First steel was cut on 24 June 2014 for RFA Tidespring, and she was named in a ceremony on 7 October 2015. She was expected to arrive in Falmouth in spring 2016 to allow A&P Group to fit military equipment such as communications gear. Following sea trials, Tidespring was to enter service in the fourth quarter of 2016, with her three sister ships following at six-month intervals. In August 2016 it was reported that RFA Tidespring was still undergoing trials with builder Daewoo Shipbuilding and Marine Engineering (DSME) in South Korea; procurement minister Harriett Baldwin has blamed "delays in finalising elements of electrical design and the installation of Multi-Cable Transit insulation in accordance with new legislative regulations" which have now been resolved. Tidespring reached the UK in spring 2017, docking at Falmouth on 2 April for seventeen weeks to fit weapons and communications gear. Four months of acceptance trials will follow; her sisters will enter service by the end of 2018.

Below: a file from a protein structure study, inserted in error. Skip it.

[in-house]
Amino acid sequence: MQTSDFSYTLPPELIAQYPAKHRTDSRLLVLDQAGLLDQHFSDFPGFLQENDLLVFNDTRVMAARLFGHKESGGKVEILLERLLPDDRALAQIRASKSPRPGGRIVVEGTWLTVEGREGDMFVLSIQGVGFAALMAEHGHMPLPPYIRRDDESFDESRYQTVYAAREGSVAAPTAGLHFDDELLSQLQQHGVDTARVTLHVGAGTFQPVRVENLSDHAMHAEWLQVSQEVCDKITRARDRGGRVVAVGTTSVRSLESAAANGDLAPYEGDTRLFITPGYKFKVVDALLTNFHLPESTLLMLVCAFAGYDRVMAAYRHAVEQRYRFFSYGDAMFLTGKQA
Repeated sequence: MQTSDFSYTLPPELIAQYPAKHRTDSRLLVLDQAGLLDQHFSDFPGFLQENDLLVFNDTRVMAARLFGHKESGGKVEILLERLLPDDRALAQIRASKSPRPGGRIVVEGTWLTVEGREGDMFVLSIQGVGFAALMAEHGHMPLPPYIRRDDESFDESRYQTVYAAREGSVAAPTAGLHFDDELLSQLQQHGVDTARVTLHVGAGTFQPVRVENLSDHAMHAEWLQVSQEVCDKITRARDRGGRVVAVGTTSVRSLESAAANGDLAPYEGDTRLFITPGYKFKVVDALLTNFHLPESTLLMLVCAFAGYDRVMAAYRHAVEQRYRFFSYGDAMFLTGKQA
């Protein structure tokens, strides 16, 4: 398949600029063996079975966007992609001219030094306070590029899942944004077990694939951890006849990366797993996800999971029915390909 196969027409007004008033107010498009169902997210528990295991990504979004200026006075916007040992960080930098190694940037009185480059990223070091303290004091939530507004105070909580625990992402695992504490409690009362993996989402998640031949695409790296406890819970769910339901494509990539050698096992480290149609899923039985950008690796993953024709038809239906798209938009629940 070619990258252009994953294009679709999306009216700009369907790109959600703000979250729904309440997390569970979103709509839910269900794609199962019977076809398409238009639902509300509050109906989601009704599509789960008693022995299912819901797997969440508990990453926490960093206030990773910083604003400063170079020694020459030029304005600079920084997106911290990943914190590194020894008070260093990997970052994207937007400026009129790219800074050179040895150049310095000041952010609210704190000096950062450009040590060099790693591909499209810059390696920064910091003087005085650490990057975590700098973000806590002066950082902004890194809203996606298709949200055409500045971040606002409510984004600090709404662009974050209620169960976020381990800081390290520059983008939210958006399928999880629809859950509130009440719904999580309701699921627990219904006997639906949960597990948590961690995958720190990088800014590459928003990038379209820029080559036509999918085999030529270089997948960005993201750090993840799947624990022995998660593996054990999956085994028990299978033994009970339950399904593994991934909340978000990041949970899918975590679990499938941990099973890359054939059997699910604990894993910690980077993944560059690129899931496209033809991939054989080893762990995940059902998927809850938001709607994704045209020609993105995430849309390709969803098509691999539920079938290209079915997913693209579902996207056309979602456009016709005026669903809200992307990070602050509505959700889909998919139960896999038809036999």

|Name||Pennant No.||Builder||Laid down||Launched||Named||Entered service||Status|
|Tidespring||A136||Daewoo Shipbuilding & Marine Engineering Co.||December 2014||April 2015||7 October 2015||27 November 2017||In Service|
|Tiderace||A137||June 2015||November 2015||1 December 2016||2 August 2018||In Service|
|Tidesurge||A138||7 December 2015||4 June 2016||29 August 2017||Weapons outfitting|
|Tideforce||A139||24 December 2015||21 January 2017||24 January 2018||Weapons outfitting|
HNoMS Maud was ordered on 28 June 2013 to replace HNoMS Tyr and HNoMS Valkyrien at a cost of NOK1,320m (~£140m} with 100% offsets. She is based on the AEGIR-18R design. but includes a 48-bed hospital underneath the flight deck with an operating theatre, isolation ward and CT scanner. She can carry 7000 tonnes of F76 fuel oil, 300 tonnes of F44/JP-5 jet fuel, 200 tonnes of ammunition and 40 ISO containers or a mix of vehicles and boats. She has two abeam RAS rigs and a stern reel, and a 25-tonne deck crane. A side ramp allows easy access for vehicles and for the support of submarines and other small vessels. The flight deck can accommodate helicopters up to CH-53 Super Stallion size, and the hangar can operate one NH90 with level 2 maintenance or stow a second. The core crew will be 40-50, with accommodation for 100 more if needed; facilities include a gym and sauna. Four Sea PROTECTOR remote weapon stations are planned.
First steel for Maud was cut on 14 April 2015. Delivery was planned for 30 September 2016 followed by acceptance trials in Norway in early 2017, and then FOST in the UK and other exercises before full entry into service in January 2018. Delivery has since been postponed to early 2017.
- Tide-class replenishment oiler - 1950s class whose names are reused by some of the MARS ships